This supplemental insurance policy is smaller than TD Ameritrade’s, which offers $149.5 million of coverage, of which $2 million can be used to insure cash.

Vanguard has a supplemental policy through Lloyd’s of London and London Company Insurers. The broker is able to protect client accounts up to $49.5 million each, of which $1.75 million covers cash. There is an aggregate maximum of $250,000,000.

Is Swell Investing FDIC Insured?

Folio Investments has a bank-sweep program where it moves free cash balances to participating banks. The broker uses up to 18 FDIC-insured banks. This policy results in a maximum of $4.5 million in insurance for individual accounts and $9 million for joint accounts.

Folio’s FDIC-sweep system is quite a bit more generous than many other programs. Schwab customers, for example, only get the standard $250,000 protection. And Fidelity provides a maximum of $1,250,000 of insurance for individual accounts.

Is Swell Investing Regulated by FINRA and the SEC?

Swell Investing and Folio Investments are both registered with the Securities and Exchange Commission. Swell’s SEC registration number is 801-108656. The firm’s SEC profile page does not show any negative events, although it’s only been registered since 2016. It is registered in all 50 states and the District of Columbia.

Folio’s SEC registration number is 52009. It is also registered in all 50 states and DC. It has been in business 15 years longer since Swell, having been incorporated in Virginia in 2000. It has six disclosures on its license page. Four of these instances were regulatory events, while the other two were settled in arbitration.

Folio was fined $50,000 in 2014 for submitting inaccurate documents to the SEC and FINRA, and for having an inadequate audit system in place. Folio did not deny or admit any wrongdoing.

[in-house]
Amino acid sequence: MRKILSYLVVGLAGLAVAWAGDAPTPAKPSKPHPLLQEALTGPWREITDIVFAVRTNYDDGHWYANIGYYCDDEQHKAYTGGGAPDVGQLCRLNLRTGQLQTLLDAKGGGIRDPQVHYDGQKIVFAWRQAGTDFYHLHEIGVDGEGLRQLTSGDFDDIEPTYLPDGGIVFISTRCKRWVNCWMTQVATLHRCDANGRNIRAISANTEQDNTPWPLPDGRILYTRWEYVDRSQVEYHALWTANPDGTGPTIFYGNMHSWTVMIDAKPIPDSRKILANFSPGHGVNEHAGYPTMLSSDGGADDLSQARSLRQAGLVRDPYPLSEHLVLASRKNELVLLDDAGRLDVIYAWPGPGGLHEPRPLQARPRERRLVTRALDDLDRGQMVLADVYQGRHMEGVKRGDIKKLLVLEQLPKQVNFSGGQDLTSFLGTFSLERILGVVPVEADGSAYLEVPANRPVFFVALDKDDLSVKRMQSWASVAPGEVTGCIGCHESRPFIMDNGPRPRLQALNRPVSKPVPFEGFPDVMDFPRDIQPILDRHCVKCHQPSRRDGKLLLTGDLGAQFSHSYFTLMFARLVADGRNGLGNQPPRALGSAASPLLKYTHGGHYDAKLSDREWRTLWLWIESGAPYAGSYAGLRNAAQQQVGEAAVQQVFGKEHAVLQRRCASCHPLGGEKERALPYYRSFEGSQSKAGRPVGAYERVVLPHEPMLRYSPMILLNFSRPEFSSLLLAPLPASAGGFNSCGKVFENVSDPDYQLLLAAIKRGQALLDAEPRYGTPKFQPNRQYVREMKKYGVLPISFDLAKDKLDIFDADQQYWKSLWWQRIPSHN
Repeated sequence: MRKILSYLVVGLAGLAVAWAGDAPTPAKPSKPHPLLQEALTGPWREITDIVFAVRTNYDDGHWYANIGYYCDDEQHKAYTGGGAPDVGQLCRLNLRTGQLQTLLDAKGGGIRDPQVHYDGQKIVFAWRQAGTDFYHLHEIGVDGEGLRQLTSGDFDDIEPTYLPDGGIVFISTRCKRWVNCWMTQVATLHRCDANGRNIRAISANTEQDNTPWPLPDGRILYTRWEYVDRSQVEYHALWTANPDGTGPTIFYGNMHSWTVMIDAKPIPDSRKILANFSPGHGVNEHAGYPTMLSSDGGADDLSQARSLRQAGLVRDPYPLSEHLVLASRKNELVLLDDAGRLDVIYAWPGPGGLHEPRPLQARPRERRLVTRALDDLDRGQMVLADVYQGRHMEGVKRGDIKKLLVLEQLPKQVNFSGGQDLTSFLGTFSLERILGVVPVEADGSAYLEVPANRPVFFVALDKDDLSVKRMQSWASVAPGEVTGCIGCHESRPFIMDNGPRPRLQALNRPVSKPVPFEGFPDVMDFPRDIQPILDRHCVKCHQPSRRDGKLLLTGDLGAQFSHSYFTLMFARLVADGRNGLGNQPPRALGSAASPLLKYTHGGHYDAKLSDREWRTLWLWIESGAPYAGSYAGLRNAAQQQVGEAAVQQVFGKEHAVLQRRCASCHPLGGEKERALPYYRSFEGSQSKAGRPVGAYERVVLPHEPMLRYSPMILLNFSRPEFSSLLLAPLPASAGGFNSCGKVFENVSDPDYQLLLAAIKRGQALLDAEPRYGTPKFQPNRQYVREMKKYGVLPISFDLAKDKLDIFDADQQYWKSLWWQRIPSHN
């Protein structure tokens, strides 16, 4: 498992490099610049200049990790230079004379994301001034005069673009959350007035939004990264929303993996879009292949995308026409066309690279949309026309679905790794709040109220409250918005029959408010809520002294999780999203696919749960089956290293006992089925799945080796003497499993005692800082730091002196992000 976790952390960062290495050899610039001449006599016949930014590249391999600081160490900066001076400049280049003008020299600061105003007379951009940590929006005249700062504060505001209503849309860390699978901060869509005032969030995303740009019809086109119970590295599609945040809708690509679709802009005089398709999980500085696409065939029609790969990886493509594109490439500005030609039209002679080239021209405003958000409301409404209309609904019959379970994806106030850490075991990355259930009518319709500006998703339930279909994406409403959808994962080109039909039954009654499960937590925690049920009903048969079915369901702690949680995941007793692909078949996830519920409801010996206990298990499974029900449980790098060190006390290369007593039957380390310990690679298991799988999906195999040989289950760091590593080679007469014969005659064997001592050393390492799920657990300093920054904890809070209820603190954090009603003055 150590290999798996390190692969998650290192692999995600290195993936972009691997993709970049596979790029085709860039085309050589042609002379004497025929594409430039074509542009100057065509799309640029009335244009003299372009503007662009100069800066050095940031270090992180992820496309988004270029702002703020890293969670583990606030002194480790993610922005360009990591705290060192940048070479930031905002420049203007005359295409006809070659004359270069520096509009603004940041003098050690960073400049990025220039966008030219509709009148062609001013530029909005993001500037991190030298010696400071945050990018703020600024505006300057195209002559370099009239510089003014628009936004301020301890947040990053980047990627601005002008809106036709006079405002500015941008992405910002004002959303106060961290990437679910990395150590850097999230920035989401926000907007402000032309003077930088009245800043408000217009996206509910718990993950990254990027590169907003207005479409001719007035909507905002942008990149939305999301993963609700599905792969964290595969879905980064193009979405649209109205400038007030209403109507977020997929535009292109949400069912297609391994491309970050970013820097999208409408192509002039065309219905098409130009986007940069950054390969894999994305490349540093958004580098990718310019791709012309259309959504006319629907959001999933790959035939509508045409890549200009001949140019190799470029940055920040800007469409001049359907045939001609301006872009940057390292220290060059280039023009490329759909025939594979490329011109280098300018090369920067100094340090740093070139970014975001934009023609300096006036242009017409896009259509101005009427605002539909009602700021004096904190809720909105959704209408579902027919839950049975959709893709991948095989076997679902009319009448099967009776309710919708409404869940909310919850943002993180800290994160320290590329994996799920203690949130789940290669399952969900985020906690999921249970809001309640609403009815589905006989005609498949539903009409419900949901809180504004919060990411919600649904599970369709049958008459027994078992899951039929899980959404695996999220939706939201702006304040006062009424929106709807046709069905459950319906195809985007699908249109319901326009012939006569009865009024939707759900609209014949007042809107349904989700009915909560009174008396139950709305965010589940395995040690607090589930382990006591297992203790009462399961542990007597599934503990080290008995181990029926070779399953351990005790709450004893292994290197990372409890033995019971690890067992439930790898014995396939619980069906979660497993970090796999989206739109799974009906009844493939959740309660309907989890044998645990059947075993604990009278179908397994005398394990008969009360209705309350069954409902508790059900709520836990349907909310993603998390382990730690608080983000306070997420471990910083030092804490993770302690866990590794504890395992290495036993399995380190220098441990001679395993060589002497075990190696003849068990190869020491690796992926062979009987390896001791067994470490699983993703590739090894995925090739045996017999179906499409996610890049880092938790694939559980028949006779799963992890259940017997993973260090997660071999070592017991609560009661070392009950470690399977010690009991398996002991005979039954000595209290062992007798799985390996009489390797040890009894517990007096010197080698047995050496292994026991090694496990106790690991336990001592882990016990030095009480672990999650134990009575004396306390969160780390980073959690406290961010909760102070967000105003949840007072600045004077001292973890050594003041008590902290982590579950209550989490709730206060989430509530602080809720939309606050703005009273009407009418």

Folio Investments also has a membership in FINRA, which is tasked with overseeing the American brokerage industry. Its FINRA membership ID is 48015. FINRA ensures compliance with legal and ethical standards.

In 2008, Folio was fined $13,000 by FINRA for failing to report the time of execution of certain Nasdaq stocks. It also failed to report the sales of some Nasdaq small-cap stocks. These mishaps took place between 2002 and 2004.

Swell Investing Review

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Is Swell Investing Scam Summary

Swell Investing, its parent company Pacific Life Insurance Company, and its broker-dealer and custodian Folio Investments are all legitimate businesses in the American financial scene. Pacific Life is the biggest of the three and has been in business over a hundred years. Folio is nineteen years old and has had a few sanctions, but they don’t seem too serious. It also provides a very generous FDIC-sweep program for uninvested cash. Swell Investing is the youngest company, but it offers an interesting form of impact investing at low cost that will appeal to some traders.

Swell Investing Safety reviewed by Rating: 5